Continental to acquire Cooper Standard's anti-vibration business

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The two companies expect to sign a deal in the next few weeks following consultations with works council.

US automotive supplier Cooper Standard has reached an agreement to divest its anti-vibration systems business to Continental AG, the two companies announced in separate statements 2 Nov.

The agreement includes a binding offer from Continental to purchase substantially all of Cooper Standard's anti-vibration business in France and its respective interest in the joint venture in India.

The two companies expect to sign a deal in the next few weeks following consultations with works council.

Financial details were not disclosed.

"Our strategic vision is to be a leading global manufacturer in all core product lines we produce," Jeffrey Edwards, chairman and CEO of Cooper Standard, said in a statement.

"While we have extensive automotive anti-vibration systems business in North America, we determined that the best course of action is to divest this product line to a company that will enable the critical focus necessary to expand the business globally."

Conti execustive and head of ContiTech division Hans-Jürgen Duensing said the deal would enhance ContiTech’s AVS business and ability to serve the automotive industry.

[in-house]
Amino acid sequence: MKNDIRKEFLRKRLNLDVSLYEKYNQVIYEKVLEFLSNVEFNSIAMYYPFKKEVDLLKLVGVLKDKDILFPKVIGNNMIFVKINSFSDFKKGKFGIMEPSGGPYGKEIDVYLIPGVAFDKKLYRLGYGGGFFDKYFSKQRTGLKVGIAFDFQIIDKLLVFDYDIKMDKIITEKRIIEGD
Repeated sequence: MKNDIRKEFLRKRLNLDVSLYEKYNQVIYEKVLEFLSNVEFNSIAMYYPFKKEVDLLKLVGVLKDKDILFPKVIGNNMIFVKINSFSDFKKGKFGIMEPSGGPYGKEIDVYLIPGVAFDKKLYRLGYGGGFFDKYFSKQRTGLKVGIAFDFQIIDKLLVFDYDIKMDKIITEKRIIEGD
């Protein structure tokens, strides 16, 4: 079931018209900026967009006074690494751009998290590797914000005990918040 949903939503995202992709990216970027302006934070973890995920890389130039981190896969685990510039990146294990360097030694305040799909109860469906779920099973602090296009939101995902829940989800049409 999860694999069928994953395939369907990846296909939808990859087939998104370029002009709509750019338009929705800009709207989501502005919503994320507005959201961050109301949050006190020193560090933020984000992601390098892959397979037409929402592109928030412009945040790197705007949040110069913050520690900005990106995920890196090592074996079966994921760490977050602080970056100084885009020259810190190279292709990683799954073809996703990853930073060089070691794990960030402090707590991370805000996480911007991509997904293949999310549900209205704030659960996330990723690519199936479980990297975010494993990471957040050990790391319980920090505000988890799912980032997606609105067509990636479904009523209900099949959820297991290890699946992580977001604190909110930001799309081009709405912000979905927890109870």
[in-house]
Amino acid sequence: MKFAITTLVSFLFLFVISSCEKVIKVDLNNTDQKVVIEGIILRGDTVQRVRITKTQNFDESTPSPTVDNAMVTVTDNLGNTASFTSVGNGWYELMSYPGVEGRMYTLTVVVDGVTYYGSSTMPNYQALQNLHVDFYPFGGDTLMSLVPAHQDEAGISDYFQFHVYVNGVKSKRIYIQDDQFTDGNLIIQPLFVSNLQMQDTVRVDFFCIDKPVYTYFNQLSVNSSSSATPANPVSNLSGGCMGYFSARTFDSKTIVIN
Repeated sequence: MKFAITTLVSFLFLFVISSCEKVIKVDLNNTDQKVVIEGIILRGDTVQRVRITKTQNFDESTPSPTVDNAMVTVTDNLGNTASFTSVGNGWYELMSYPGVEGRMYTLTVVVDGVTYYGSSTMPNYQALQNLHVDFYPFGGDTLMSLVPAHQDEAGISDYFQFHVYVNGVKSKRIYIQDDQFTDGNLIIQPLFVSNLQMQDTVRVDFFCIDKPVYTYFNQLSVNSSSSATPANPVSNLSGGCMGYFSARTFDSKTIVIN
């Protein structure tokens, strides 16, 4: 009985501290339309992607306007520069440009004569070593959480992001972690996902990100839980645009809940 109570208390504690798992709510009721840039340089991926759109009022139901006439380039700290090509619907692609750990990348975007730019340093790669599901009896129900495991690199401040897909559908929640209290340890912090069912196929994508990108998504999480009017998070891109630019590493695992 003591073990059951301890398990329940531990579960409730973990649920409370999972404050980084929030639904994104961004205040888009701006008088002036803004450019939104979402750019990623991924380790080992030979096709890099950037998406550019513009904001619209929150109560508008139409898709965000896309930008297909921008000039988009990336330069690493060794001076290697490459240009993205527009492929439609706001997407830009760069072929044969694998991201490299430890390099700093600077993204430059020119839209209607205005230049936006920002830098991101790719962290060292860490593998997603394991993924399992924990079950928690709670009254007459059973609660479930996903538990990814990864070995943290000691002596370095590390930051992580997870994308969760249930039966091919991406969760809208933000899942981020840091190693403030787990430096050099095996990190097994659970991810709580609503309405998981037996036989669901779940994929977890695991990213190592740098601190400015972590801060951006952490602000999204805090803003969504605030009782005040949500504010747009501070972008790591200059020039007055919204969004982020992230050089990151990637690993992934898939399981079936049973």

Cooper Standard’s anti-vibration business operates five manufacturing facilities – including R&D capabilities in Canada, France, India and the US – and employs approximately 1,000 people.

Post-acquisition, the business will be integrated into Continental’s Vibration Control business unit, headed by Kai Frühauf.

“Cooper Standard enjoys excellent expertise in material and product design knowhow, predictive component analysis, system integration and vehicle testing,” said Frühauf.

Continental develops active and passive vibration-optimised mounting components and lightweight systems for engines, transmissions and other components.

The business unit is part of the ContiTech division and employs more than 2,600 people. The unit has production sites and engineering centres at 11 locations in Brazil, China, France, Germany, Mexico, Slovakia and the US.

Cooper Standard said its AVS business employs about 1,000 and, according to its 10-K filing, generated about $326.7 million (€372 million) in sales in 2017. Products include conventional and polyurethane strut mounts, spring seats and jounce bumpers; conventional and hydraulic bushings; conventional and hydraulic body and cradle mounts; mass dampers; and dual durometer (bi-compound) bushings, among others.

Cooper Standard operates in four product categories—rubber and plastic sealing, fuel and brake lines, fluid transfer hoses and anti-vibration systems.

Rubber & Plastics News, a US sister publication of PNE, contributed to this report.

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